Tuesday, February 26, 2013

A Revolutionary Resignation

Pope Benedict's announced resignation has triggered a lot of political speculation and some theological consternation.

From a theological perspective, the question of whether a pope can resign depends on whether he is viewed as the vicar or the image of Christ.  If he is only a vicarious agent of Christ then his position is fundamentally a question of management which can be handed over at any time.  If, however, he is the representational image of Christ, then following in his footsteps, a pope cannot resign from the Cross.

Pope Benedict's concise statement of resignation explicitly recognised the distinction.  He began by stating that the papacy "due to its essential[ly] spiritual nature, must be carried out not only with words and deeds, but no less with prayer and suffering."  This was an express acknowledgement that the cardinal office of the Pope is to suffer representationally of Christ as Jesus suffered representantionally for Mankind.  In short, the papacy is a spiritual sacrifice.  And yet, in his next breath and repeatedly throughout the statement, Benedict referred to the papacy as a "ministry" a word laden with more Protestant notions of trusteeship and stewardship.

Pope Benedict's resignation manifested the latter perspective and was therefore fraught with revolutionary doctrinal implications.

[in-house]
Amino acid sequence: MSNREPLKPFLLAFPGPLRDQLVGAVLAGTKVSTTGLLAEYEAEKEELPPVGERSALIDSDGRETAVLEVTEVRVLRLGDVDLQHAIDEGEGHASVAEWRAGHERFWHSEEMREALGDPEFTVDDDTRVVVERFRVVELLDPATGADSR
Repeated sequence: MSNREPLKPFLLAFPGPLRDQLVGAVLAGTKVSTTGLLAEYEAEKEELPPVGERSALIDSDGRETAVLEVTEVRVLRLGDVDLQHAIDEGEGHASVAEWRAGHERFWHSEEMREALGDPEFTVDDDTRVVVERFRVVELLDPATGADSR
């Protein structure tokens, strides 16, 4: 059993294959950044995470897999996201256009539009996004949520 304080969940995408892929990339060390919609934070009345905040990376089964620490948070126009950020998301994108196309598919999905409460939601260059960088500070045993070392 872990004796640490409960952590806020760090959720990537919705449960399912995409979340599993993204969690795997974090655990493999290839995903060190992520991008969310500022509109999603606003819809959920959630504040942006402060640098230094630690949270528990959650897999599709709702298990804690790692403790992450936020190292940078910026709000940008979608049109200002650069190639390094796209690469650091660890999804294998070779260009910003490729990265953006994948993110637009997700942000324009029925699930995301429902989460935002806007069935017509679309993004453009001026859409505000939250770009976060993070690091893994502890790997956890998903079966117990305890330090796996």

The idea that a priest is the representational image of Christ is the springboard for both celibacy and the exclusion of women from the priesthood.  As cardinal, Benedict  himself put it succinctly: women could not be ordained as priests "because Jesus was a man."  Jesus was also celibate, according to tradition. 

There is an arguable distinction between the priesthood as such and the office of pope.  One must be a priest to become a pope, so that the representational imagery of the priesthood is something that pre-exists pope-hood.  It follows that the office of pope is not that which brings or bears the element of representational imagery to a person. It already inheres in the priestly office and is nothing brought by the papacy as such.  On this basis, it could be argued that whereas a person, as pope, is not the image of Christ, a priest as such is.  But this argument, aside from being overly clever, runs into a host of  problems, not the least of which is the retirement and/or defrocking of priests. 

The plain fact is that by resigning, Benedict has consigned to history the notion that a pope cannot resign because he is the image of Christ, who did not "retire" from the Cross.  Once this decoupling is accepted there becomes ever less reason to insist on celibacy or to deny women the priesthood.

We, ourselves, are not convinced this was a well-advised move but we are certain Benedict was well aware of its implications.

As usual, Benedict is subtle and perhaps too subtle for a world (and Church) filled with braying dolts.  Noisiest among the dolts are the liberal Catholics and secular non-Catholics (which are much the same thing) prattling about the "scandals" that beset Benedict's papacy, his undeviating attempts to turn the clock back on Vatican Two, his relentless opposition to women and homosexuals, his botched outreach to Muslims and (despite his Rottweilerian instincts) his enfeebled incapacity to control the Curia and, at last, the opportunity which his courageous (or at least welcome) resignation presents for cleansing, reform and change ---  all of which simply reflects the discontent and panting of their own desires.

One wonders if anyone in this crowd ever read anything Benedict wrote and if they read it whether they had the erudition and capacity for reflection to understand it.